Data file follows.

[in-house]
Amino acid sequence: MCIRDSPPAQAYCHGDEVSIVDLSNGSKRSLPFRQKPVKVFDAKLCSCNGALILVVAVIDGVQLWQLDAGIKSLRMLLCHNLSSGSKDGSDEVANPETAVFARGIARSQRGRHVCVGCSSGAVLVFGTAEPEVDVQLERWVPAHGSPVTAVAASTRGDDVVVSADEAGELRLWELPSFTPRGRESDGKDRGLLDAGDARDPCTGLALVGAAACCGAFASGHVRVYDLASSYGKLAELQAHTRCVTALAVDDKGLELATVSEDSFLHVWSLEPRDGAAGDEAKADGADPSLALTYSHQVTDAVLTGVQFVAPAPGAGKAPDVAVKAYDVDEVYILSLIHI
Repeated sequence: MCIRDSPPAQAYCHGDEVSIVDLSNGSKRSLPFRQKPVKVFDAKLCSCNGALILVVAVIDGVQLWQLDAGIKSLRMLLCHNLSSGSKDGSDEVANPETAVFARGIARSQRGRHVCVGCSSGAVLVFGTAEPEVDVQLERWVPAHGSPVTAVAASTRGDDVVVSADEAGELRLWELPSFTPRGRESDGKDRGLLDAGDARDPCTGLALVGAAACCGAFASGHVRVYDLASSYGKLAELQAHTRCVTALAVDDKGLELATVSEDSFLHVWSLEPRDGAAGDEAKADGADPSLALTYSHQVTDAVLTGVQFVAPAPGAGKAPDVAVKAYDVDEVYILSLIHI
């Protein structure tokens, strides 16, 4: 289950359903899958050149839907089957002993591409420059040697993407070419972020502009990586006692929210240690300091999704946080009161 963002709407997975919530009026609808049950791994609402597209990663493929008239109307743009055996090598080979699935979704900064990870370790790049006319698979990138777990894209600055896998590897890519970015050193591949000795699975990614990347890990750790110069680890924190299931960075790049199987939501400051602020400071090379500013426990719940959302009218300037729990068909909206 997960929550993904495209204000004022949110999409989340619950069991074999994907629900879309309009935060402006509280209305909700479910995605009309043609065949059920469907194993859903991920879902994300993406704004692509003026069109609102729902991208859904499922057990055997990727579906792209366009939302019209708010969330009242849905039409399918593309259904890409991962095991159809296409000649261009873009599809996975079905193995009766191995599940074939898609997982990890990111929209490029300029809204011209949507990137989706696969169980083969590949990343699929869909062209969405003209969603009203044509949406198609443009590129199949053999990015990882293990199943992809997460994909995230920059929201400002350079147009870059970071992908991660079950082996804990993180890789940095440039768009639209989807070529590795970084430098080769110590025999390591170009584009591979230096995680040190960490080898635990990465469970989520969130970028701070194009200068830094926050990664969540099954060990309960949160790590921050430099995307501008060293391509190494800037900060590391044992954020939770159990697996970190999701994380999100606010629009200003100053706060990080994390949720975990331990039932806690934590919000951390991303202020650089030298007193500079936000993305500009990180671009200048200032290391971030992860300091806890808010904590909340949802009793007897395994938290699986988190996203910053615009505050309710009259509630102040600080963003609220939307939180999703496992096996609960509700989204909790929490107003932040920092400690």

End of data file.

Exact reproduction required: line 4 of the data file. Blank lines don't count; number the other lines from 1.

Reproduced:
């Protein structure tokens, strides 16, 4: 289950359903899958050149839907089957002993591409420059040697993407070419972020502009990586006692929210240690300091999704946080009161 963002709407997975919530009026609808049950791994609402597209990663493929008239109307743009055996090598080979699935979704900064990870370790790049006319698979990138777990894209600055896998590897890519970015050193591949000795699975990614990347890990750790110069680890924190299931960075790049199987939501400051602020400071090379500013426990719940959302009218300037729990068909909206 997960929550993904495209204000004022949110999409989340619950069991074999994907629900879309309009935060402006509280209305909700479910995605009309043609065949059920469907194993859903991920879902994300993406704004692509003026069109609102729902991208859904499922057990055997990727579906792209366009939302019209708010969330009242849905039409399918593309259904890409991962095991159809296409000649261009873009599809996975079905193995009766191995599940074939898609997982990890990111929209490029300029809204011209949507990137989706696969169980083969590949990343699929869909062209969405003209969603009203044509949406198609443009590129199949053999990015990882293990199943992809997460994909995230920059929201400002350079147009870059970071992908991660079950082996804990993180890789940095440039768009639209989807070529590795970084430098080769110590025999390591170009584009591979230096995680040190960490080898635990990465469970989520969130970028701070194009200068830094926050990664969540099954060990309960949160790590921050430099995307501008060293391509190494800037900060590391044992954020939770159990697996970190999701994380999100606010629009200003100053706060990080994390949720975990331990039932806690934590919000951390991303202020650089030298007193500079936000993305500009990180671009200048200032290391971030992860300091806890808010904590909340949802009793007897395994938290699986988190996203910053615009505050309710009259509630102040600080963003609220939307939180999703496992096996609960509700989204909790929490107003932040920092400690």